DES MOINES, Iowa -- Many voters will notice that something is missing from their ballot when they cast their vote, the straight party voting box is no longer at the top of the ballot.
Straight party voting meant you could fill in one bubble to vote for every candidate of a particular party, without physically marking every candidate.
“That went away after the 2017 legislative session. So this is the first election cycle where we don’t have straight party voting. We are one of ten states that had it,” Polk County Auditor Jamie Fitzgerald said.
Now that the option is gone, voting organizations are urging people to allow for extra time at the polling place.
“We haven't been getting a lot of inquiries about it. I think a lot of newer voters and especially younger voters didn't really understand that was an option,” President of the Metro League of Women Voters Jessie Hill said. “And so they just kind of thought, okay well I’m just going to fill in all the bubbles any way. And plus I think for some, straight ticket voting might have felt like, ‘oh gosh is my vote really getting counted?’”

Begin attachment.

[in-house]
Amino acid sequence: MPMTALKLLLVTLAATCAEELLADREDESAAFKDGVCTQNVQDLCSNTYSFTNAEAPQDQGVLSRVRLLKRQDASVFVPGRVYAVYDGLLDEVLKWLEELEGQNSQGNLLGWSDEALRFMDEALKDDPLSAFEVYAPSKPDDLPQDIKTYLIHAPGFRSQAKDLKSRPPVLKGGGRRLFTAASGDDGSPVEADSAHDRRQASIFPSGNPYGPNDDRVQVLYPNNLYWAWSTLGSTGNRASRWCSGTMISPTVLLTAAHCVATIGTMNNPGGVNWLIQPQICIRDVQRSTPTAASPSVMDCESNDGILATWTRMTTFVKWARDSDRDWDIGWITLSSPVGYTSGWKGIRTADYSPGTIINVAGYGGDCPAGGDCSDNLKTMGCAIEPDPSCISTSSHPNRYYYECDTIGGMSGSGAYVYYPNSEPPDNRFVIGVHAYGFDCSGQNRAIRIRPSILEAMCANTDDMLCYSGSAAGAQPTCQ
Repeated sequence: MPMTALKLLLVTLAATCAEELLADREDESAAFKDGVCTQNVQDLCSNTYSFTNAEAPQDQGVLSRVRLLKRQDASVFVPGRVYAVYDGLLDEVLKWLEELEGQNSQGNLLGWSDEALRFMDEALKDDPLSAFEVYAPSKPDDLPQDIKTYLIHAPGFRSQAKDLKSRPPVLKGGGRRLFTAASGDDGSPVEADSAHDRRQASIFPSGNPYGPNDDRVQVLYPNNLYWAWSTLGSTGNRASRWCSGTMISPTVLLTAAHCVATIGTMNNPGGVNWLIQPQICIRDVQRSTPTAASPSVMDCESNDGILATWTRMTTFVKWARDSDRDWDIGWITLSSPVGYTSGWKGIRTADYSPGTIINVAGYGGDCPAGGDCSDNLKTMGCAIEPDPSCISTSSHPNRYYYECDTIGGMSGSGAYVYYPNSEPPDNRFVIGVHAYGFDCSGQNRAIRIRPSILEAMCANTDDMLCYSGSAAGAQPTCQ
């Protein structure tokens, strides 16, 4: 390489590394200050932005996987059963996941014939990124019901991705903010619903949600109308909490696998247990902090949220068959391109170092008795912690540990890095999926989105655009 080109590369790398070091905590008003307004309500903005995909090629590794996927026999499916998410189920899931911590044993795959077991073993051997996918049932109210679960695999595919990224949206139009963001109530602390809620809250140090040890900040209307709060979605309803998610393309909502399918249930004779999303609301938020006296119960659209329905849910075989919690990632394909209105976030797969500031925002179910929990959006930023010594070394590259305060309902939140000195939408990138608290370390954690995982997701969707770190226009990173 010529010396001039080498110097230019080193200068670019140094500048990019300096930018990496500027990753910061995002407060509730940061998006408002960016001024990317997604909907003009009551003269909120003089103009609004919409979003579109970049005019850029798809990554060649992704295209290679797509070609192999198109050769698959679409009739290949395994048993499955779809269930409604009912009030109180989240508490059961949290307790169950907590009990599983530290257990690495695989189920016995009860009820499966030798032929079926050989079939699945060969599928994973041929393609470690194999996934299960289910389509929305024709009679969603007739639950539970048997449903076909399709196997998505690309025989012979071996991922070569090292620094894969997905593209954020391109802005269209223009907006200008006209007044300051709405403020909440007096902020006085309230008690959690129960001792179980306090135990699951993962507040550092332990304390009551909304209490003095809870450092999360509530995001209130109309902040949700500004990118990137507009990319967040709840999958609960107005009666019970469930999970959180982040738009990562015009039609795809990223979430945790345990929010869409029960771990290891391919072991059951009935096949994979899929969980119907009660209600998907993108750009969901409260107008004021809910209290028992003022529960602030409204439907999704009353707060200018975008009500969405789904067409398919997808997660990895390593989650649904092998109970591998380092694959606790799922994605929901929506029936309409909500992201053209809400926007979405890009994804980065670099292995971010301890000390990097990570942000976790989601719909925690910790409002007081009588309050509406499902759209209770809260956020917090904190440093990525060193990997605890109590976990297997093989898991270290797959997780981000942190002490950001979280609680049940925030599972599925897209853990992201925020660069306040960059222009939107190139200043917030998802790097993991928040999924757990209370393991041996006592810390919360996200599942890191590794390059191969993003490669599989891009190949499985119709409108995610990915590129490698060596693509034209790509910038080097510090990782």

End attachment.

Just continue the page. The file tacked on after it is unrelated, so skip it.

Fitzgerald said some ballots have up to 31 races and suggests looking at a sample ballot before heading to the polls.
“A lot of times the front will be the partisan races, people running for congress, governor, state auditor, secretary of state, all the way down to your state representatives. And then also if you live in an unincorporated area, you’ll see your township trustees on there and those are nonpartisan. The back of the ballot is the same for everybody. In Polk County, we have the judges, soil and water, AG extension and Broadlawns,” Fitzgerald said.
One voter said she noticed the process took longer, but it didn’t discourage her from voting.
"I actually did it on the machine so it was pretty easy just to touch the buttons, but there's seven pages you to have to flip through. So you want to make sure you're getting all of them. There were probably a couple of them that I didn't know who to vote for, so I skipped," voter Kim El-Baroudi said.
Another voter said she never used the straight party option.
“I like to vote for the person that I think is the best one for the job that they are doing, not just straight party. This way I can pick and choose who I want,” voter Joyce Hegna said.
The League of Women Voters has a website where you can see which candidates will be on your ballot.
Sample ballots are also available at county auditors’ offices.